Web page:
As people have been confined indoors for a long time now, it is predicted that many will spend more in doing up their houses in the future. In focus will be the technology that provides effective living such as home-based entertainment technologies and energy-saving smart appliances. These are the key takeaways from Stimulus 2020’s panel discussion on the impact of the COVID-19 pandemic on the Home sector.
Titled ‘Integrating Aesthetics with Sustainability’ the panel was moderated by Pierre Arnaud- MD, Ultraconfidential Design and had Yogesh Chaudhary- Director, Jaipur Rugs, Seetu Kohli- Interior Designer, Sandeep Nair- Co-Founder, Audire and Jahan Tahiliani- CEO, Ahilia Homes as speakers.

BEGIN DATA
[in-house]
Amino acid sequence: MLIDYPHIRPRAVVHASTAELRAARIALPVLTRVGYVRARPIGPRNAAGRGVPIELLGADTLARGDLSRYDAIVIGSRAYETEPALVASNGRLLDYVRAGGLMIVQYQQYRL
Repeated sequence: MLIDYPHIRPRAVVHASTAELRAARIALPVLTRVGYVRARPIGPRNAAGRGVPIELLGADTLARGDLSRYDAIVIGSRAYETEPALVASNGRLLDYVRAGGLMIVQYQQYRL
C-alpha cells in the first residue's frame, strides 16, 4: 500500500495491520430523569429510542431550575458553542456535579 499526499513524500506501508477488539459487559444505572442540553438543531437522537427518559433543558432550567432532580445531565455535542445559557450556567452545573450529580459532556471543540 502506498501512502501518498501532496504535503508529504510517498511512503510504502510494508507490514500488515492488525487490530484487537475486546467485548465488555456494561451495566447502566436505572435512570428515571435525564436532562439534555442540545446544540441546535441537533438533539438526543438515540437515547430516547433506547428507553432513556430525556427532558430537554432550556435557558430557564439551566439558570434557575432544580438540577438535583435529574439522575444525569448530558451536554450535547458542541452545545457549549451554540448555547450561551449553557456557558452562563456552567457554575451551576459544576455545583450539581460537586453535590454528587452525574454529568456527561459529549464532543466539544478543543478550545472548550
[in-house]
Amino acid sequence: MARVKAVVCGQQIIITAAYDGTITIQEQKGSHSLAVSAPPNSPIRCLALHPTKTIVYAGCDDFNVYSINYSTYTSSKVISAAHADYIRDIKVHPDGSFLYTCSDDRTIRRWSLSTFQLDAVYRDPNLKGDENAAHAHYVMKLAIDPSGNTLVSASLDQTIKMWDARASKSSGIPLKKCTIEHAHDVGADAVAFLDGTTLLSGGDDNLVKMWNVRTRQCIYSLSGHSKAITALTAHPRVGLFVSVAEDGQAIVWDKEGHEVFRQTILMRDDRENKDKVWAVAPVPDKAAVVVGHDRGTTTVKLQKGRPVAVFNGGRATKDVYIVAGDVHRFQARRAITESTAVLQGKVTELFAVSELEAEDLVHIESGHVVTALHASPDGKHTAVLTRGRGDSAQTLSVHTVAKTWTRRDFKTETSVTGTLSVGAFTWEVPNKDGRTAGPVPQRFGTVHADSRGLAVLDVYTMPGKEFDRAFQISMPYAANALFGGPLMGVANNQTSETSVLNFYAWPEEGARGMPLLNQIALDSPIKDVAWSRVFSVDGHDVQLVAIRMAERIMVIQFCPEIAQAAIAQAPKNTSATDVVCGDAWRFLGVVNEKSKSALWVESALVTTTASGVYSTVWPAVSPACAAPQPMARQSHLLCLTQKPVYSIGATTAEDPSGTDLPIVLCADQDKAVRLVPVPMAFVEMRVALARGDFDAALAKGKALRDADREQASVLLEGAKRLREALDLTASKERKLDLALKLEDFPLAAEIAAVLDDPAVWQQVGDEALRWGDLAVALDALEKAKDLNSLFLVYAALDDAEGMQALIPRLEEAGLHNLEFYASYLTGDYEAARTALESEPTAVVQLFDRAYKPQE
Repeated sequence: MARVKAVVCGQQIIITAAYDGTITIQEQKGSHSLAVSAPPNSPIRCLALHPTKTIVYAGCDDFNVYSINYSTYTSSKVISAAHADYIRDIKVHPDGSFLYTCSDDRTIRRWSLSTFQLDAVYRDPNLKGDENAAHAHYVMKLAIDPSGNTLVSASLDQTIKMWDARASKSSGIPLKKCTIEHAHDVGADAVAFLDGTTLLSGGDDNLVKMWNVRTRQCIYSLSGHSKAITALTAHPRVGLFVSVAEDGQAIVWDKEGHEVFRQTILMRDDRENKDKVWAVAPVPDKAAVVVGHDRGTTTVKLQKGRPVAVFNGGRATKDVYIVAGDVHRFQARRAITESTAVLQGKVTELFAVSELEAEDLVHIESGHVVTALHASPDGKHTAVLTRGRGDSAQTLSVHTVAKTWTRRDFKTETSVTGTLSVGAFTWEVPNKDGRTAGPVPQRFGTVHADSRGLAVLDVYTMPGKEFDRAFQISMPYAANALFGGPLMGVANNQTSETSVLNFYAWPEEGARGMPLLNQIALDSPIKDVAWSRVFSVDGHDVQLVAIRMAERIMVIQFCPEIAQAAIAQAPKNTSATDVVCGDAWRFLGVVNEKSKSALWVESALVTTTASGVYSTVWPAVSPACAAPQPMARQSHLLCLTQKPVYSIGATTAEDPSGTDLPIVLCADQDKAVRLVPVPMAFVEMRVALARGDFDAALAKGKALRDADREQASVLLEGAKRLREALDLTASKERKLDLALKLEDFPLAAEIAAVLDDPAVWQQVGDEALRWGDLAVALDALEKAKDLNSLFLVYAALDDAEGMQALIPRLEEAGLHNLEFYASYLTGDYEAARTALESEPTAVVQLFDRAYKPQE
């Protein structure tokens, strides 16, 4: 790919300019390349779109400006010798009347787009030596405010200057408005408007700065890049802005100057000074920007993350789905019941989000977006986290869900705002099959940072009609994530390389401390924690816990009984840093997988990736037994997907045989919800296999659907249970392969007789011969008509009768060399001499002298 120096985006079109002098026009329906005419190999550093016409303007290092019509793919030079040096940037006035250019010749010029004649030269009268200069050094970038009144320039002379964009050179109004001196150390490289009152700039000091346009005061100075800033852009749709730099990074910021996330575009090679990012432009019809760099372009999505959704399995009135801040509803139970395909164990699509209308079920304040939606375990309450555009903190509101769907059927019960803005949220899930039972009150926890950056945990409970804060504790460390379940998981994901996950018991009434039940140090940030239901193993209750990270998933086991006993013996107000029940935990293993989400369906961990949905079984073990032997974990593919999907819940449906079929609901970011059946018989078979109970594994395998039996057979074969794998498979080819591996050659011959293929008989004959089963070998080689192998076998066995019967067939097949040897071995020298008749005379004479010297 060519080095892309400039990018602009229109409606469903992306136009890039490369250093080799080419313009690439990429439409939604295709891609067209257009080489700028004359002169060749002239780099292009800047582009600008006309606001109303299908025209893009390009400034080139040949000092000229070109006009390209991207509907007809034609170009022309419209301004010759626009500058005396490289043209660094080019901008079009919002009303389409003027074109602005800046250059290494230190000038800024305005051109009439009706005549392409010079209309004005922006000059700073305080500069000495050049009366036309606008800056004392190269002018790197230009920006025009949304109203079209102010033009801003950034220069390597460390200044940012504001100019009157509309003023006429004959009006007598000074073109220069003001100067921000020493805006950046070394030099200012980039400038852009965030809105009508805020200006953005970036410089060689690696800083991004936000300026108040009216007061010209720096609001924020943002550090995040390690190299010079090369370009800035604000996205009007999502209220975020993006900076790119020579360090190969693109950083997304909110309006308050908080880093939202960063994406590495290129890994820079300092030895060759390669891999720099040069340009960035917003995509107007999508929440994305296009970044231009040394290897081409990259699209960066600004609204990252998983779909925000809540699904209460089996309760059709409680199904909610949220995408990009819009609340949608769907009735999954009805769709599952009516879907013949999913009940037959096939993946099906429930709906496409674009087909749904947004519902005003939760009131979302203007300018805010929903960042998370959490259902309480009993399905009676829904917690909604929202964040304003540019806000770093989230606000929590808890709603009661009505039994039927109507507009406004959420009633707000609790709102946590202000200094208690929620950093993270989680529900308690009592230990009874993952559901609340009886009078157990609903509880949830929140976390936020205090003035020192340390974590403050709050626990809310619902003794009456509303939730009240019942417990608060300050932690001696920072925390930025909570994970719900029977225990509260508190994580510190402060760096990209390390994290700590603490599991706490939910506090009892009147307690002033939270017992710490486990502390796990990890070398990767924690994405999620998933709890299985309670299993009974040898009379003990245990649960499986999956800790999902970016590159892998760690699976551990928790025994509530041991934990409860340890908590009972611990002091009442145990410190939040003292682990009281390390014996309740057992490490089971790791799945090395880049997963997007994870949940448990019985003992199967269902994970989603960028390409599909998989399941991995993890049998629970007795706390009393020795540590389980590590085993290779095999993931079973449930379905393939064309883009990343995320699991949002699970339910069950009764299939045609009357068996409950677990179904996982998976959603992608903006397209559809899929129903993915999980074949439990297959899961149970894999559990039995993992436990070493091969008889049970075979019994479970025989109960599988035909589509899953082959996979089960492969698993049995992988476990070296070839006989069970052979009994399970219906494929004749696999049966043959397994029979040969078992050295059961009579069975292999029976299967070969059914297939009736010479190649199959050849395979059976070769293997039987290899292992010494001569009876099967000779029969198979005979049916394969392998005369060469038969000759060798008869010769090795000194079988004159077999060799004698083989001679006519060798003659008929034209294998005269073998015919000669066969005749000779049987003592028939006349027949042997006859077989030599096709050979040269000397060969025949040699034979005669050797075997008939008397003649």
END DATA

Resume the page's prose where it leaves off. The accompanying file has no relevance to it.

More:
The webinar organised by The Global Luxury Group, Crosshairs Communications (PR Partner) and WIN (Women Inspiring Network – Content Partner) had 70 speakers across 14 panel discussions explore the way ahead in fields of media, luxury, lifestyle, leadership and other industries.
Below are the excerpts from the panel discussion:
Do you think sustainability and luxury are compatible? Seetu Kohli: It’s a very tough question but a very real one. Luxury and sustainability are 100 per cent compatible. Some of the luxury brands that I know have started activating it. These brands are not just about retail and money-making but are also acting as influencers. They influence society. Whatever you are doing, you have to ask yourself whether that activity is sustainable. At the end of the day, it is about design and craftsmanship and it has to be sustainable and natural. It’s totally doable and I think it’s going to be done in a very big way, going forward.